The San Sebastian sugar mill.
The sugar industry was one of the problem areas of Mexico's agrarian reform programme. The case of Guaracha was unusual because the peasants theoretically secured control over the mill in addition to receiving the land on which the cane was grown. In most cases, the mills (ingenios) remained in private hands, and the ejidatarios were obliged to grow cane. Cárdenas believed that it was important to preserve Mexico's large scale agro-industries, and this is why he preferred systems of collective cultivation and insisted that even the Guaracha mill cooperative remained under technocratic management. In most cases, major conflicts developed between the mills and the peasant growers, many of whom wished to be free to grow other crops.
In the face of persistent conflict between cane growers and mill workers and private mill owners, and the political threat posed by efforts to organize independent unions in the sector, the government finally took the country's sugar mills under state control in the 1970s. The statized industry was beset by problems of corruption and inefficiency, although the official unions did succeed in securing important material benefits for ejidatarios and the permanent workers in the mills, such as subisidized housing and medical insurance. Nothing much was done for the field workers, however, by the official unions, and their leaders frequently abused their positions, remained in power for extended periods of time, and entered cosy relationships with the mill management.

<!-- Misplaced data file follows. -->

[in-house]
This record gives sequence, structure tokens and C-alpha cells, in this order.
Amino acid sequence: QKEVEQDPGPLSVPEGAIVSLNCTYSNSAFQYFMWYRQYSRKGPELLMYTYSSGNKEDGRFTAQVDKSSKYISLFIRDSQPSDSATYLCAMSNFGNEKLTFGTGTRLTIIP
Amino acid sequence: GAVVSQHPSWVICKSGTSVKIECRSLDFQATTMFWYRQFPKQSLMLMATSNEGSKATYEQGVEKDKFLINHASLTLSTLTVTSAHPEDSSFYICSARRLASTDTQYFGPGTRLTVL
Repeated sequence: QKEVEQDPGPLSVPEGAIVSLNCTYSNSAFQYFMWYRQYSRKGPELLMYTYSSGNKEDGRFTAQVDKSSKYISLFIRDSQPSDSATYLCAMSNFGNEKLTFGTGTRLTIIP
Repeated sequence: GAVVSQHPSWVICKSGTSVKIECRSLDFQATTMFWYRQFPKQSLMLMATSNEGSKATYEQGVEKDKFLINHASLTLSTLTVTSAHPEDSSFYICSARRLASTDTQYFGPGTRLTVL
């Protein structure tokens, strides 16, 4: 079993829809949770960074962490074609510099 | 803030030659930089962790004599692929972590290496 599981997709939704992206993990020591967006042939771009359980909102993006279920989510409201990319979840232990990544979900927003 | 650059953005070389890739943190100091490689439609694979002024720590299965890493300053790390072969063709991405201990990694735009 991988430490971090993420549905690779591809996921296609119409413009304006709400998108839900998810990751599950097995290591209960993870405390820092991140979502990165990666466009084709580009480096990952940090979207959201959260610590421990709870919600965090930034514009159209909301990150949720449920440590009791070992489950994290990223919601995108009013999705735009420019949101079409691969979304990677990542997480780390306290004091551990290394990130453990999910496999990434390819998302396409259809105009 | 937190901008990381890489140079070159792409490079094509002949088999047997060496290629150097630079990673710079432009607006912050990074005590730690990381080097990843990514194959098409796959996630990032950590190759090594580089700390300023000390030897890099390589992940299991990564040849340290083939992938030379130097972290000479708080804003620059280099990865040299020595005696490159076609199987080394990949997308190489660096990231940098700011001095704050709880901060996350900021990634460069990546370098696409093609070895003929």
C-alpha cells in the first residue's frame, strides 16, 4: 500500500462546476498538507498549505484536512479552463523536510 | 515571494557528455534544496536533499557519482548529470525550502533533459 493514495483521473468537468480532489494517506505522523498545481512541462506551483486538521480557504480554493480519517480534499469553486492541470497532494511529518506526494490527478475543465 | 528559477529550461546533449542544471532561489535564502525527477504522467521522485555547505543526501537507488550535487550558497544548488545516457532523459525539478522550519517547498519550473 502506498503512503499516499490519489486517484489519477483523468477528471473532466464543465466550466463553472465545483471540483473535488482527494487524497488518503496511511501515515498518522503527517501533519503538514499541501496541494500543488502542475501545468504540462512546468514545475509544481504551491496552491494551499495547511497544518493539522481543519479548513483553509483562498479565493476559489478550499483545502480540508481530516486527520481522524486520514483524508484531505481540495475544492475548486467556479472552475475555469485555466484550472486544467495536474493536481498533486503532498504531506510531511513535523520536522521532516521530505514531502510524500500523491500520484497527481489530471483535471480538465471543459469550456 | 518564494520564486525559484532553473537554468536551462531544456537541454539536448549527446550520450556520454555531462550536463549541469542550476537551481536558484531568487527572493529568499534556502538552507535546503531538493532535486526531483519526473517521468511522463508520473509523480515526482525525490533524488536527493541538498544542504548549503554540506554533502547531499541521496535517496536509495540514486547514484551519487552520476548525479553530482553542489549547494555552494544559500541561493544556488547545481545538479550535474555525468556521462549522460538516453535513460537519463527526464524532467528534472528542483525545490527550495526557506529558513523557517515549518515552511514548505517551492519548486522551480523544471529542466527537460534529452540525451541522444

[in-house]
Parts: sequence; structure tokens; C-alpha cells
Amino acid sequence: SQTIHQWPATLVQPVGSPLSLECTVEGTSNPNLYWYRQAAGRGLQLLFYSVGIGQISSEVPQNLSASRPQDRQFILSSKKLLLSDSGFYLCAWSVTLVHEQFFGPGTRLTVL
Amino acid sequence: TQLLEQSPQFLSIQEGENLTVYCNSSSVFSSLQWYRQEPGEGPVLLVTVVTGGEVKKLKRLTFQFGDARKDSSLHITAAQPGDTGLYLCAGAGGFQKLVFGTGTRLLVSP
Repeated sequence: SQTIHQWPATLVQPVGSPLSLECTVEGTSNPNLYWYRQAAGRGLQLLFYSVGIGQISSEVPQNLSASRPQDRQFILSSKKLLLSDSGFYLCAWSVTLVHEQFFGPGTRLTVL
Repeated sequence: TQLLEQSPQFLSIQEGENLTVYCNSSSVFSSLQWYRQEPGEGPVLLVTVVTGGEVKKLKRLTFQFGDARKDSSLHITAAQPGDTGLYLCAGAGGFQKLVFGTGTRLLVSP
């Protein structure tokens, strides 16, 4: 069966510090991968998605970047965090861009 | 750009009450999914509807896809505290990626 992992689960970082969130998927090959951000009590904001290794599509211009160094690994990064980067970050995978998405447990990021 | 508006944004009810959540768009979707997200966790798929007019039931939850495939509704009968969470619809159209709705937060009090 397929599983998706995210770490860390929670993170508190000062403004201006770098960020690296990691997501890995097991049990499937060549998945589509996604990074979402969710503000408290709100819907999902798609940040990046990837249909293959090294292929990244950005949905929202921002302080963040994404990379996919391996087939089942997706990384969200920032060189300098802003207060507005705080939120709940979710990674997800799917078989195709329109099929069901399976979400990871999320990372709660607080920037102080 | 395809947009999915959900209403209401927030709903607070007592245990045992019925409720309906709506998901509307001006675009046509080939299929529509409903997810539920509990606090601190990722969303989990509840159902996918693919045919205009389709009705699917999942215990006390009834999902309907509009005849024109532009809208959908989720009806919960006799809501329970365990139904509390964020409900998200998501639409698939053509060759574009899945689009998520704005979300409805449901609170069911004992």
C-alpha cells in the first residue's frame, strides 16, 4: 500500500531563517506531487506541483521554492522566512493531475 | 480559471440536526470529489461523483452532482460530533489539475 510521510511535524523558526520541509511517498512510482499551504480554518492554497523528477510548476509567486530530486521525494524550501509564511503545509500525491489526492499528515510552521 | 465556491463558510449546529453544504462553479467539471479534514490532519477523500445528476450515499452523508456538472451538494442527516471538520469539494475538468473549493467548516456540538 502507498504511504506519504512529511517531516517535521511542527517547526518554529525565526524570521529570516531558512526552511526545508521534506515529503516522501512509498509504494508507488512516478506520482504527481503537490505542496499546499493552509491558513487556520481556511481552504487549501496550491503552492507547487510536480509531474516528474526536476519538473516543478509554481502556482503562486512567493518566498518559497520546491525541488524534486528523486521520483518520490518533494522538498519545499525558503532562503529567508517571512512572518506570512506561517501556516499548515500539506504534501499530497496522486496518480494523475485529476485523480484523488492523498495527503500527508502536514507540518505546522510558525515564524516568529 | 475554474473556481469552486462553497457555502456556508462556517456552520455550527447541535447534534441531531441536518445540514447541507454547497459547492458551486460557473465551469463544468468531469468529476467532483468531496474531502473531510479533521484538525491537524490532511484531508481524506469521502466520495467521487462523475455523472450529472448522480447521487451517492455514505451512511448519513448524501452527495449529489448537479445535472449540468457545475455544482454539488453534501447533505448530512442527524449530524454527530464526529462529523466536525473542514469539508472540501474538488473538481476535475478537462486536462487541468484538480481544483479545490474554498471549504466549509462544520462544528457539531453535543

The Santa Clara mill.
The process of re-privatizing the mills began under the government of Miguel de la Madrid (1982-1988). Some of the most efficient were bought by soft drink companies such as PepsiCo.The Salinas government continued the process, disposing of some of the less profitable mills on terms that remain somewhat obscure. The mills of Santa Clara and San Sebastian were not sold until 1990. Privatization led to the rapid closure of some mills, including Puruarán in Michoacán, with devastating consequences for local communities. But those that remained open found that Salinas and his successor pursued policies that made stabilization of the industry impossible, as we will see.
Video Clip - click on Quicktime logo to play
Video clip of cane loading machine and adult and teenage field hands.
The mill workers' union office, Santa Clara.
Loading cut cane on trucks with a specialized machine.